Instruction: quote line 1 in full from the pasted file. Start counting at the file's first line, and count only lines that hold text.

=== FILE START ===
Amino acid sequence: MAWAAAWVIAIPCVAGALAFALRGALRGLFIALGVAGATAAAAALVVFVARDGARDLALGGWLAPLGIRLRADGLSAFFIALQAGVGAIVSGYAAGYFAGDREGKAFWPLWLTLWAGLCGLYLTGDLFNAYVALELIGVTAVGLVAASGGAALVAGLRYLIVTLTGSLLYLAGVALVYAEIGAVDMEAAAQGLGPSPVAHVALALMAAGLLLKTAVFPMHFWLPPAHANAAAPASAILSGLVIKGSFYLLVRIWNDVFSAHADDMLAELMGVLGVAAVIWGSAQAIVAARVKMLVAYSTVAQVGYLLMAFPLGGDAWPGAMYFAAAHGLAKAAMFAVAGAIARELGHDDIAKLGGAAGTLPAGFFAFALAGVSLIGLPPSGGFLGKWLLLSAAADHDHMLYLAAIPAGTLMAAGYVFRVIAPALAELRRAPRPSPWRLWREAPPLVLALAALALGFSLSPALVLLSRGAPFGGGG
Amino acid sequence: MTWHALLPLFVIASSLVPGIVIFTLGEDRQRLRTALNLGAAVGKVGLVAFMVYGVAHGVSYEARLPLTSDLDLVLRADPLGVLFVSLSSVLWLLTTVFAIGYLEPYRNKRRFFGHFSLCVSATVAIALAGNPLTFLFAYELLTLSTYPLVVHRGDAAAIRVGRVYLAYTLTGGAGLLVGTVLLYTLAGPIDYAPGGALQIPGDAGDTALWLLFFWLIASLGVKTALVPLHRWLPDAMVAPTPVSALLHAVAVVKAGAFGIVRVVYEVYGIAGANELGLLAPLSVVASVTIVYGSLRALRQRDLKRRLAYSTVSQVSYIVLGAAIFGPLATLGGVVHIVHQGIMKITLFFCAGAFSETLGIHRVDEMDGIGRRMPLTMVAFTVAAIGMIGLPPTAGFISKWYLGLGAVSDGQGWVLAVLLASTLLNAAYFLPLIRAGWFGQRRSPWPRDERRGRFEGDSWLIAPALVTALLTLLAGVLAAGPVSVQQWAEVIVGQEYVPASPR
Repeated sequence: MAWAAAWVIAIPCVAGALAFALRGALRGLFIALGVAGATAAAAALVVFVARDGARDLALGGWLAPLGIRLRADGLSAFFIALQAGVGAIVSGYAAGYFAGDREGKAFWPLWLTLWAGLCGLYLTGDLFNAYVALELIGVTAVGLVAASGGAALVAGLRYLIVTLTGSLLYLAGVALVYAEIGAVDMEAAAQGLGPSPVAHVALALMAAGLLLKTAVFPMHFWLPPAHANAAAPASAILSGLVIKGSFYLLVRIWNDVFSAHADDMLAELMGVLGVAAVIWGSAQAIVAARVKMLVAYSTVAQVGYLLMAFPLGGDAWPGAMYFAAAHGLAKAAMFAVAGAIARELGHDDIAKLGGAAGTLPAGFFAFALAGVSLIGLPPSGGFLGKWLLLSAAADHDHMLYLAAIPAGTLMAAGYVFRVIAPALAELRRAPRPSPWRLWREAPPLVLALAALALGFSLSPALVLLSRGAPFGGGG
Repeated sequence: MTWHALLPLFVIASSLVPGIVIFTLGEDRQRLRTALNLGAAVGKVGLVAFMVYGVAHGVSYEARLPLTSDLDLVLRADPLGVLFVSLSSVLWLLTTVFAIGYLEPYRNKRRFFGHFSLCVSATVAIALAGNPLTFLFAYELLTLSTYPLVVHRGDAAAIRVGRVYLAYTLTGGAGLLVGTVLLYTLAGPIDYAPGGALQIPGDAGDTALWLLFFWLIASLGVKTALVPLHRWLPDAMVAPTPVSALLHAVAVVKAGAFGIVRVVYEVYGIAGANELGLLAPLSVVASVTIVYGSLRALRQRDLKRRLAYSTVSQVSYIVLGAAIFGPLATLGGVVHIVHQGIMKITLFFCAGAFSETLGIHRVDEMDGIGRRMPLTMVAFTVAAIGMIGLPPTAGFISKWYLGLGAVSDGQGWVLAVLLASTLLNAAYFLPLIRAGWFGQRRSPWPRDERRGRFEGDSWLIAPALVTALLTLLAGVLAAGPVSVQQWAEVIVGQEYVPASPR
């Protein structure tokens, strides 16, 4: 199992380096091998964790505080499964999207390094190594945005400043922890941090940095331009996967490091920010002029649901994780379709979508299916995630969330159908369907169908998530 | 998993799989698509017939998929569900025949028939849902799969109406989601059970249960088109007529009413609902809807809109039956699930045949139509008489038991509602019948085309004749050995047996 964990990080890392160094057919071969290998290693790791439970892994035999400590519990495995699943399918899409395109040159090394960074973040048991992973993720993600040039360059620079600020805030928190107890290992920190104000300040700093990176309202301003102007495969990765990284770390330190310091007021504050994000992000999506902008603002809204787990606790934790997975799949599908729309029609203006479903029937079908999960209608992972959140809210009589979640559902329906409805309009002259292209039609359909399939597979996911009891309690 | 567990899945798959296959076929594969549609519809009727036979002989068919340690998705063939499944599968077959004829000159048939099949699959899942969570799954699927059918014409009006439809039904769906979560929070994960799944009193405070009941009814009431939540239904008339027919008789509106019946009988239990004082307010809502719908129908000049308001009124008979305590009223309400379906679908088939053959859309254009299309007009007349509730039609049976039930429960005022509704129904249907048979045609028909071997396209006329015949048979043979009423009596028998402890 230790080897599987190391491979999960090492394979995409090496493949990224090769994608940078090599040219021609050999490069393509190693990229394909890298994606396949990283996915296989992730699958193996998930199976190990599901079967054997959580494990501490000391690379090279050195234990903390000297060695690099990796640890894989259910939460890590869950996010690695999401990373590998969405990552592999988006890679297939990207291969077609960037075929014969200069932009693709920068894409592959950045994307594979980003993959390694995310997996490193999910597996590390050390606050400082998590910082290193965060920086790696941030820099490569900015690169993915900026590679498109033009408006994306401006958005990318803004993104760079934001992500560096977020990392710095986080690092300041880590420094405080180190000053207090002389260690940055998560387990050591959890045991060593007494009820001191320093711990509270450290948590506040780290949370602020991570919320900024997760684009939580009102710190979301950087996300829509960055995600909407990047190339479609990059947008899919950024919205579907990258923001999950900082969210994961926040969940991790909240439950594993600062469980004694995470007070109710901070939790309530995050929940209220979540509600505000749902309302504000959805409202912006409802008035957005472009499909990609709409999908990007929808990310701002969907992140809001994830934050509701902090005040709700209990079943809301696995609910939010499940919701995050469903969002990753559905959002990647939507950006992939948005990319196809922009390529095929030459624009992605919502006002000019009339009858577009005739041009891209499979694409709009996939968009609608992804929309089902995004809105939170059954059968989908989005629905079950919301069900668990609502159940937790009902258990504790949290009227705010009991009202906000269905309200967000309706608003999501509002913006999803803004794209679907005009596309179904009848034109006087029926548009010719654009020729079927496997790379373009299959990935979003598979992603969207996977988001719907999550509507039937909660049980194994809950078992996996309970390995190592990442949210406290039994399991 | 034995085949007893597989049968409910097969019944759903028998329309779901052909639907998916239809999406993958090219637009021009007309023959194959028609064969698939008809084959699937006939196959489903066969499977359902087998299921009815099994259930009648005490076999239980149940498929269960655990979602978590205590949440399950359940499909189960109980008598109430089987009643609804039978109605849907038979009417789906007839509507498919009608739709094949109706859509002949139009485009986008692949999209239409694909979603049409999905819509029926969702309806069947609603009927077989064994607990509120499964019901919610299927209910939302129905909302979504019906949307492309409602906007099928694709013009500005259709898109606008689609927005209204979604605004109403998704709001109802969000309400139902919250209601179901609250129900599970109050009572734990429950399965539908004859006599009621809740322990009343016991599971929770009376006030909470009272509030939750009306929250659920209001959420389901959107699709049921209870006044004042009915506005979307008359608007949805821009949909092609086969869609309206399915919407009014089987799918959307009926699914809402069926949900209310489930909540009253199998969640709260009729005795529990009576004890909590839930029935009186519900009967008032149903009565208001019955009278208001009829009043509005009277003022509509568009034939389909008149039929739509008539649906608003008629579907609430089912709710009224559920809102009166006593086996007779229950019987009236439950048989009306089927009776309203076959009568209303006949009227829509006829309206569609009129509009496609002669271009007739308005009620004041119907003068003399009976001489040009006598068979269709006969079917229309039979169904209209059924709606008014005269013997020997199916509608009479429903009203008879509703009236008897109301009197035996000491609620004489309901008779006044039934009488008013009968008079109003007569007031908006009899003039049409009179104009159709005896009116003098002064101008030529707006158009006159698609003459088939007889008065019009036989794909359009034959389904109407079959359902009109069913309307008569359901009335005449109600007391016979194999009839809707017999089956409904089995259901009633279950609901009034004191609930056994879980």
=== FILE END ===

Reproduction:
Amino acid sequence: MAWAAAWVIAIPCVAGALAFALRGALRGLFIALGVAGATAAAAALVVFVARDGARDLALGGWLAPLGIRLRADGLSAFFIALQAGVGAIVSGYAAGYFAGDREGKAFWPLWLTLWAGLCGLYLTGDLFNAYVALELIGVTAVGLVAASGGAALVAGLRYLIVTLTGSLLYLAGVALVYAEIGAVDMEAAAQGLGPSPVAHVALALMAAGLLLKTAVFPMHFWLPPAHANAAAPASAILSGLVIKGSFYLLVRIWNDVFSAHADDMLAELMGVLGVAAVIWGSAQAIVAARVKMLVAYSTVAQVGYLLMAFPLGGDAWPGAMYFAAAHGLAKAAMFAVAGAIARELGHDDIAKLGGAAGTLPAGFFAFALAGVSLIGLPPSGGFLGKWLLLSAAADHDHMLYLAAIPAGTLMAAGYVFRVIAPALAELRRAPRPSPWRLWREAPPLVLALAALALGFSLSPALVLLSRGAPFGGGG